Most arguments about loss of national sovereignty have become irrelevant. When I flew to Australia via stops in Moscow and Tokyo in the 1980s, my air traffic controllers were operating on regulations agreed to by different sovereignties. However, in joining Europe, the British retained a rare and priceless element of national sovereignty. They issue their own currency and control its rates of interest.
The European Union is sorry that Britain is leaving but the Franco-German project of creating a power block on the scale of China or the United States is helped by Britain’s departure. Many British voters wished to remain in the European Union. Virtually none wished to abandon the pound.
In spite of the success of the Brexit referendum from his point of view, Murdoch’s influence is on the wane. A highly intelligent man, he has seen the writing on the wall. He loves newspapers and is still a big player among its more elderly customers in Britain but he has been selling off his empire quite rapidly.
News and TV programming are increasingly matters of personal choice and individual transmission. We are all playing at being Murdoch, US President Donald Trump especially. There is YouTube and Twitter. Fake news has become a part of real news.
The smartphone, the personal digital revolution, is changing things. The 21st century is discovering itself. An interesting Viewpoint in this newspaper by Yousef Alhelou (May 6) showed how social media (in effect, smartphones) provide Palestinians, Gazans especially, with new umbilical “cords” to their homeland.
The use of social media is for terrorists a double-edged sword. Britain has the world’s most sophisticated centre for eavesdropping, though Vladimir Putin’s Russia is catching up. The British government’s Communications Headquarters is an invaluable pivot of the Atlantic alliance, which of course includes EU members.
One of the reasons the fundamentalists’ September 11, 2001, attacks on the United States were so successful is that they maintained what used to be called “radio silence.” Let us rename it Dark Cyber. The attacks of 9/11 had the priceless quality of surprise but cyberspace also stores weapons of soft, that is to say, bloodless, warfare. Witness the row over Russia’s supposed intervention in the last US presidential election.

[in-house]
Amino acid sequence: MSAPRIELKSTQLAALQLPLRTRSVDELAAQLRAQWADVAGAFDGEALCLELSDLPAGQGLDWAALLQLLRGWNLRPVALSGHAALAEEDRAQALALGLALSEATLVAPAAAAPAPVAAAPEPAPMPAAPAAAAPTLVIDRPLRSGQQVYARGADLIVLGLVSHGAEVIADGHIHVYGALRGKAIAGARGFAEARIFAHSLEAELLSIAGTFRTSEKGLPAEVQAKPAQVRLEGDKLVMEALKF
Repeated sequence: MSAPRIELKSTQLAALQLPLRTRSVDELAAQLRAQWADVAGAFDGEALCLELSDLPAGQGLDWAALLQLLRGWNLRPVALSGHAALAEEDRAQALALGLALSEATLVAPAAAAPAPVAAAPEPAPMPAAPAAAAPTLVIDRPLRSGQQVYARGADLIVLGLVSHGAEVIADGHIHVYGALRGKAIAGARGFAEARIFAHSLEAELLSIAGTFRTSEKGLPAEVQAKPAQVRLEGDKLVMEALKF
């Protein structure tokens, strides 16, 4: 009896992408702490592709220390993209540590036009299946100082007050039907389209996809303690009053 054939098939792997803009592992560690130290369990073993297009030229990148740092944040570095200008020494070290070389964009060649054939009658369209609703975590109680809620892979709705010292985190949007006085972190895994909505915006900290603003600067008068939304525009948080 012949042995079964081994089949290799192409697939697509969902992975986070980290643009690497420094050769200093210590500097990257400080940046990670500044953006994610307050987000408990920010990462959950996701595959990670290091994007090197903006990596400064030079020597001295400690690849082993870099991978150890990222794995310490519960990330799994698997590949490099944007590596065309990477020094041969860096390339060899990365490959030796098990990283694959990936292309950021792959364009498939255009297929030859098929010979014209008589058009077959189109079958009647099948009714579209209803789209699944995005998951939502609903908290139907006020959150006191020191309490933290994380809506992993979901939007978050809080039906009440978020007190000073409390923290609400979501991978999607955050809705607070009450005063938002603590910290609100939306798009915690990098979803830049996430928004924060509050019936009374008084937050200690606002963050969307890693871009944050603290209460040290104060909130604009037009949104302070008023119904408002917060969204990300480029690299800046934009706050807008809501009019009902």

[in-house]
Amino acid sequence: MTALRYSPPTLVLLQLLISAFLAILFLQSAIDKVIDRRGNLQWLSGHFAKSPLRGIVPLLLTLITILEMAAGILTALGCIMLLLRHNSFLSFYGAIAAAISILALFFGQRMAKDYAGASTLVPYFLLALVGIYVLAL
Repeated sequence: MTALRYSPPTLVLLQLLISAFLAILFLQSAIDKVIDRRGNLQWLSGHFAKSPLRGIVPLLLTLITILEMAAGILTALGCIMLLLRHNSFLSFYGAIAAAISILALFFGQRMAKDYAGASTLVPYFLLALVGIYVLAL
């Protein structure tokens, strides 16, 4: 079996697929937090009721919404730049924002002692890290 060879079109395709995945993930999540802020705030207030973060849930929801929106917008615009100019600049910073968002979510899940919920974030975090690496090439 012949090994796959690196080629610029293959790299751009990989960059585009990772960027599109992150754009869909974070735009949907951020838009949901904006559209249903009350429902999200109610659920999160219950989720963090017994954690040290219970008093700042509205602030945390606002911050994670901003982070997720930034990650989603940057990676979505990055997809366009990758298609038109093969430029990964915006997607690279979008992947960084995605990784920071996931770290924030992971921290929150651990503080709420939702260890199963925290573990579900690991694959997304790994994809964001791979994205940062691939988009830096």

Just as, with time and the shedding of much blood, Luther’s German Bible printed by Gutenberg “liberated” Western Europe from clerical monopoly and papal authority, we may observe today the poor of the Earth attempting to cultivate a better garden, or invade one, as a consequence of the hand-held computer.
Young men, and, increasingly, young women across those huge dry reaches of North Africa and Arabia that are so visible from space, have visual access, at fingertip touch, to the lush pastures and consumer toys of northern peoples.
Printed books were remote, luxury items for many centuries. Smartphones now lower their prices almost as fast as their command of information swell. Today, a teenage boy in Somalia can gaze on a hand-held device at a red and gleaming Ferrari. No wonder he is prey to the modern slave-trade, the people traffickers who exchange an entire family’s savings for one place on an overcrowded rubber dinghy and a sea voyage more uncertain than any undertaken over the last 1,000 years or more.
The West, as we inaccurately call it (it is really the North), may no longer colonise. It may no longer mount ideological or religious missions. It needs quickly to invest in people and help them develop their own territory to stay within it. There are signs that the Chinese, while not always innocent of exploitation, understand this very well.